Mr. Dougherty Returns as Judge, Jury, and Executioner

Tom Verdi

(not really, but he is the new Dean of Students)


After an eight year hiatus, Mr. Dougherty returns to the all-important position as Malvern Prep’s Dean of Students. The Friar’s Lantern had the opportunity to sit down with Mr. Dougherty (“Doc” as he is often called) and ask him a few questions about his return. The last question is a joke, by the way.  I don’t actually think Macbeth is a remarkable figure. Also, in the audio exclusive, Mr. Dougherty discusses orientation with new faculty and topics that have come up in his former Honors British Lit class.

FL: How do you feel about returning as the Dean of Students?

DOC: Excited. Student behavior’s always one of the things we really have to concentrate on. My expectations haven’t changed from expecting kids to be respectful, responsible, courteous, and aware. It’s a new opportunity with Mr. Talbot; the challenges I see right now are the morphing of a wireless policy, a communication policy—that’s one of the things. It’s exciting, to be setting out to try to help everyone develop social and responsible behavior.

FL: What are your main goals and concerns with the position?

DOC: I think the ultimate goal automatically is by definition—to help develop young men’s awareness of their self, their community, and their behavior. I want to look at the handbook and see what’s working, what can be taken out, what can be changed. That’s going to be tough, though; I think the handbook is printed today or tomorrow. As far as changing things I’m not sure that’s going to happen. I want to see probably a more flexible dress code. Student accountability—I need to know students’ whereabouts, not accountability for their behavior. Attendance, class attendance would be one of things to try to get a wrap on. I think those are just the tips.

FL: Your classroom demeanor is pretty well known at the school. Are you going to rule the Dean of Students position with an iron fist?

DOC: [Laughs] Great question, Tom. I think the question more is, “How can you sort of retain your personality when you’re the Dean of Students? I think one of the things that has to be is when I’m dean of students, we’re talking about behaviors and expected behaviors and norms and I’ll bring a seriousness to that. My classroom delivery is one that I hope lets kids be more engaged and enthusiastic about the classroom. In class I don’t think I’ll change at all. In the hallways I’m still ‘Mr. Dougherty,’ but in the hallways I’m also the Dean of Students and I think that it’s easy to maintain. It’s pretty easy to get serious really quick when you have a serious topic. I don’t think my classroom demeanor betrays the seriousness I put in the classroom and the study that we’re doing in there. Will people not like me sometimes? Yeah, I’m assuming that. But it’s never personal; it’s always just about expected behavior.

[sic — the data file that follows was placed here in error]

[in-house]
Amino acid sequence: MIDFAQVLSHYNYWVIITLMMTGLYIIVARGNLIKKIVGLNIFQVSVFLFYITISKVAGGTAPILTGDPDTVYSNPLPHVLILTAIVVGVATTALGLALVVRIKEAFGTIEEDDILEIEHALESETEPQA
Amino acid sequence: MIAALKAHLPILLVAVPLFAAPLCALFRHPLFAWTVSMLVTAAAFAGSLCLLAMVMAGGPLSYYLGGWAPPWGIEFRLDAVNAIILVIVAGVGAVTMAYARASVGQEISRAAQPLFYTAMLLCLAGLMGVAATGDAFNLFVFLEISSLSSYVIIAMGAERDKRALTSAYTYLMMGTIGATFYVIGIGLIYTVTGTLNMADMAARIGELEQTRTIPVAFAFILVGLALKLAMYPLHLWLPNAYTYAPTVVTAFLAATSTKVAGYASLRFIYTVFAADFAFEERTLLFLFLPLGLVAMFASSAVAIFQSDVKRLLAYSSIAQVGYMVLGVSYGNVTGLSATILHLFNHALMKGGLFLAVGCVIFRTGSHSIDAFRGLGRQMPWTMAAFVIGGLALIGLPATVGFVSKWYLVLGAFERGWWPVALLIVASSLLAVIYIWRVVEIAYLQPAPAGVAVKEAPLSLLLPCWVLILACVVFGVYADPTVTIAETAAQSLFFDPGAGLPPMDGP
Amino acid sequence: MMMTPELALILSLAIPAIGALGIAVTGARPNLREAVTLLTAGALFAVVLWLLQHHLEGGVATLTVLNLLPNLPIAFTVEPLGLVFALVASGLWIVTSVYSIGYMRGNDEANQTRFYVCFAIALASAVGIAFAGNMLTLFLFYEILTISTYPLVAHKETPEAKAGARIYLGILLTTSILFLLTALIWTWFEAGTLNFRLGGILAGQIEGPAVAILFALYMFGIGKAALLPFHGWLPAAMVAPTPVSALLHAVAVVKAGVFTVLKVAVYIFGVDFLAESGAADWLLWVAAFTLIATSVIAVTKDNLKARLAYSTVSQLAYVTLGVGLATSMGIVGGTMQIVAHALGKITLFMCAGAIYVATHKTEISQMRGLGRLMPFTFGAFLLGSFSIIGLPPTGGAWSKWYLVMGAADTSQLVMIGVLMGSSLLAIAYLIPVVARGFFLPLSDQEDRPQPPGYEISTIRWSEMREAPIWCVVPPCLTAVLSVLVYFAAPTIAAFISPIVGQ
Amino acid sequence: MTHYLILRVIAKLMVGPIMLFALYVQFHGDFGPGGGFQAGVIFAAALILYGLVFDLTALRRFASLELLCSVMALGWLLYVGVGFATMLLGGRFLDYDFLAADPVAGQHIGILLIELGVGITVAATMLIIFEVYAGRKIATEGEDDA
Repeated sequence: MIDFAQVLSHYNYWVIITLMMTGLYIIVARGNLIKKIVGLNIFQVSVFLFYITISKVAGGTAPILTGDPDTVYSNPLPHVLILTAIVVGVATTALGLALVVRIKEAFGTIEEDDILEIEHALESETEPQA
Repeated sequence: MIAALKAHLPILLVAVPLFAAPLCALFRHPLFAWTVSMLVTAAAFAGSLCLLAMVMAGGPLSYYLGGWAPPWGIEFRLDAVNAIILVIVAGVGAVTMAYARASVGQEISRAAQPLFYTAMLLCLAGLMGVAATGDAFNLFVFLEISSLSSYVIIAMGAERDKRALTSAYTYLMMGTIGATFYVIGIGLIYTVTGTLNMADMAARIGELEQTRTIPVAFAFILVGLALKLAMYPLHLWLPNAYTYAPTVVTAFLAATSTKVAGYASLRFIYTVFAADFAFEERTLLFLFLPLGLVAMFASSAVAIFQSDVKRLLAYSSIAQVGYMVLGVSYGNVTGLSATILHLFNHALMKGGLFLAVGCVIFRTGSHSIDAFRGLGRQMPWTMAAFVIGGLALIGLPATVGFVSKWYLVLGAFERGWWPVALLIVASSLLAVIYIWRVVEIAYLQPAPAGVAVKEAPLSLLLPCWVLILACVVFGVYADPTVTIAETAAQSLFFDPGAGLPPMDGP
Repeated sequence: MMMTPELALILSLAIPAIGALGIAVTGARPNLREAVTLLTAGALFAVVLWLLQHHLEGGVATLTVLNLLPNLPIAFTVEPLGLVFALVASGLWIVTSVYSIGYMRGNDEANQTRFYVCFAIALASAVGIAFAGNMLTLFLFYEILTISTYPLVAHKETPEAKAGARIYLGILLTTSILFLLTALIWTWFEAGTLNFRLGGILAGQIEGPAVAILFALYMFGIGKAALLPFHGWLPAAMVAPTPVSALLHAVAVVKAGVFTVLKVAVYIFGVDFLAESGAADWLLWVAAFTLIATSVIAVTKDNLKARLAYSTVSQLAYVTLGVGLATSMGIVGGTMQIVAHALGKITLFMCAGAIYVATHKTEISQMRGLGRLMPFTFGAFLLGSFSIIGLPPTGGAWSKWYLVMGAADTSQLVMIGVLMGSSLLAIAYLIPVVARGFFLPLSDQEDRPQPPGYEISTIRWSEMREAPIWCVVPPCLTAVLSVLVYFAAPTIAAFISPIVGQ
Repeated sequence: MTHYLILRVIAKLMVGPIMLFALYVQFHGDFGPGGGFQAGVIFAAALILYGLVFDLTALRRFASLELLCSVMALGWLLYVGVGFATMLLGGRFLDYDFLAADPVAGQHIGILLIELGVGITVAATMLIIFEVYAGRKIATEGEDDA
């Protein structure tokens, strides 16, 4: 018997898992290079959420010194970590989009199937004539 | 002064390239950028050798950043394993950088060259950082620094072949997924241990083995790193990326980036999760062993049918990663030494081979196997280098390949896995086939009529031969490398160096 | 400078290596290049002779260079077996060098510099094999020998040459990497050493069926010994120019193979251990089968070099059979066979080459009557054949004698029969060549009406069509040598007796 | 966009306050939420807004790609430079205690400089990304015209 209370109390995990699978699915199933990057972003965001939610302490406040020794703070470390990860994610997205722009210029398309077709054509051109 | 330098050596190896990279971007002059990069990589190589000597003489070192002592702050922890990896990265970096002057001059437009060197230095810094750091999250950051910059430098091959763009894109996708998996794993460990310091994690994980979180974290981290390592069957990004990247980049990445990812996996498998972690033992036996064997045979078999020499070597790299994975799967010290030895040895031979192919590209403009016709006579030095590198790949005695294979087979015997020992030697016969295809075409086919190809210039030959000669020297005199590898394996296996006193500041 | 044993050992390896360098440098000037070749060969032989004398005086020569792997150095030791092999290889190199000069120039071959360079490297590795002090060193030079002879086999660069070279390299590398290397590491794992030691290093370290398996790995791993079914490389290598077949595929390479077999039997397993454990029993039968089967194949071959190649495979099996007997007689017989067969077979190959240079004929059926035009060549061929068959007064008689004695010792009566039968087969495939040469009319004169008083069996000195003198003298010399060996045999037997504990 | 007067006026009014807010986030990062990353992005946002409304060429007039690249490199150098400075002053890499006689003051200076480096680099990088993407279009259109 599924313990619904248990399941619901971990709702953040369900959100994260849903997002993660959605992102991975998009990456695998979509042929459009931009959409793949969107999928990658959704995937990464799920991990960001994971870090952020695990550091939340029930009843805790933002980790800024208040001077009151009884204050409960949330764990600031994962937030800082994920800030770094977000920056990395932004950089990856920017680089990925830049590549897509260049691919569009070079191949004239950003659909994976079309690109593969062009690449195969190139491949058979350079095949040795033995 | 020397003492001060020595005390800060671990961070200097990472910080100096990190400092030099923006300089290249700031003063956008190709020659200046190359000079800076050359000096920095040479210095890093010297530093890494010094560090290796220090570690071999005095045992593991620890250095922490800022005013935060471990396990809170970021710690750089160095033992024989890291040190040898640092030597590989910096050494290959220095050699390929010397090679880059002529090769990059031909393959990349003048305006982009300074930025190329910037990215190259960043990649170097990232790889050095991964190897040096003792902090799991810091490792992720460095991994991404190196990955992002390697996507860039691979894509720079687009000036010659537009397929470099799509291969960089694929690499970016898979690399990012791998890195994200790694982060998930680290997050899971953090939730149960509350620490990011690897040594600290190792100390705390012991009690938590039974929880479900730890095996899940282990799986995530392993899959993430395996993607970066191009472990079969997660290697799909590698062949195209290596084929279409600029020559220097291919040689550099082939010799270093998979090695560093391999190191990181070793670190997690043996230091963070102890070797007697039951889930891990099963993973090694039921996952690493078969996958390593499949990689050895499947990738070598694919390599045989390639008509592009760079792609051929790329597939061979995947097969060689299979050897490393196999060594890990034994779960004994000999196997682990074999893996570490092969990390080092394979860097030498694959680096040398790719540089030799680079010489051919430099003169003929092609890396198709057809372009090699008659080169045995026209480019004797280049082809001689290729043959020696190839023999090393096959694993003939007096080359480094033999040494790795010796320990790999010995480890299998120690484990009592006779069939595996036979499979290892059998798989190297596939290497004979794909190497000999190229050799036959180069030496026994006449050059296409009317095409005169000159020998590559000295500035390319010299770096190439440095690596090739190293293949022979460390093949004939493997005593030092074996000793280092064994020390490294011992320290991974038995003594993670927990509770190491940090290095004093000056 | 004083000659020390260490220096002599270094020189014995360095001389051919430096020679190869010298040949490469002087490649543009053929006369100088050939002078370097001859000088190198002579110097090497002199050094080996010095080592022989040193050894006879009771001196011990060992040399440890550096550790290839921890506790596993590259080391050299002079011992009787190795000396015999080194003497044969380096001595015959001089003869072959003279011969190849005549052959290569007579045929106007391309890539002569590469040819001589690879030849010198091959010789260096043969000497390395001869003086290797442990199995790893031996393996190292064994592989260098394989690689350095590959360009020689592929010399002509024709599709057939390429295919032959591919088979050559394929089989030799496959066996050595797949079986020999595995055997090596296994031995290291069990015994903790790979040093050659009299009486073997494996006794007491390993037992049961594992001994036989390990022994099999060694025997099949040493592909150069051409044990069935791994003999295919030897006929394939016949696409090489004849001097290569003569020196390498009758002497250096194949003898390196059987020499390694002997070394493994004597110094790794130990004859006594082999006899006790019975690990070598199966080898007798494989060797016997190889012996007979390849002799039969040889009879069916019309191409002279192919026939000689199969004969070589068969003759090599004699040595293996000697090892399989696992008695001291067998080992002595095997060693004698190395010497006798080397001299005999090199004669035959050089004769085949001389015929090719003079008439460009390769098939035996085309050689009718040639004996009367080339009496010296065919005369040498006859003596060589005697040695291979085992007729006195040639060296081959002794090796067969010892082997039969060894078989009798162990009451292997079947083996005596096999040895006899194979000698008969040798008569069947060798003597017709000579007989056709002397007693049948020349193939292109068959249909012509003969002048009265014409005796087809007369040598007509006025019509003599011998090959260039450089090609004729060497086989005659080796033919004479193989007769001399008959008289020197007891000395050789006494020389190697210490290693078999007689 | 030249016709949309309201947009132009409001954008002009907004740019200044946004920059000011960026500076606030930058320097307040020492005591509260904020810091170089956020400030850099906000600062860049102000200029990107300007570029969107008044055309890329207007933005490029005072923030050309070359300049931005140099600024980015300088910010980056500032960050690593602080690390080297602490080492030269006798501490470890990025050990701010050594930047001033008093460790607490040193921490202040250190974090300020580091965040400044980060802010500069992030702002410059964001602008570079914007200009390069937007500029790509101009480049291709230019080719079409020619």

FL: Also another class related question. We studied some pretty remarkable figures, in their own sense. Will you take any of those leadership skills from class?—such as Macbeth, Big Brother, or Stalin into your role?

DOC:  [Laughs] I’m not teaching Honors British lit, I’m losing! 1984, I’m losing. The dictators, I’m losing! Macbeth, V for Vendetta…. No, I don’t think they’re role models for effective behavior management, but understand there might be a little discomfort when I am acting as Big Brother at times, but it’s a necessary step [laughs].

FL: Any other comments?

DOC: I’m excited. I’m busy this week and next week and I enjoy that position. It’s a dynamic position; you’re involved with kids more directly. There’s a new challenge every day, every period. I think it’s one of the more vital positions on campus, and we’ll see how it goes.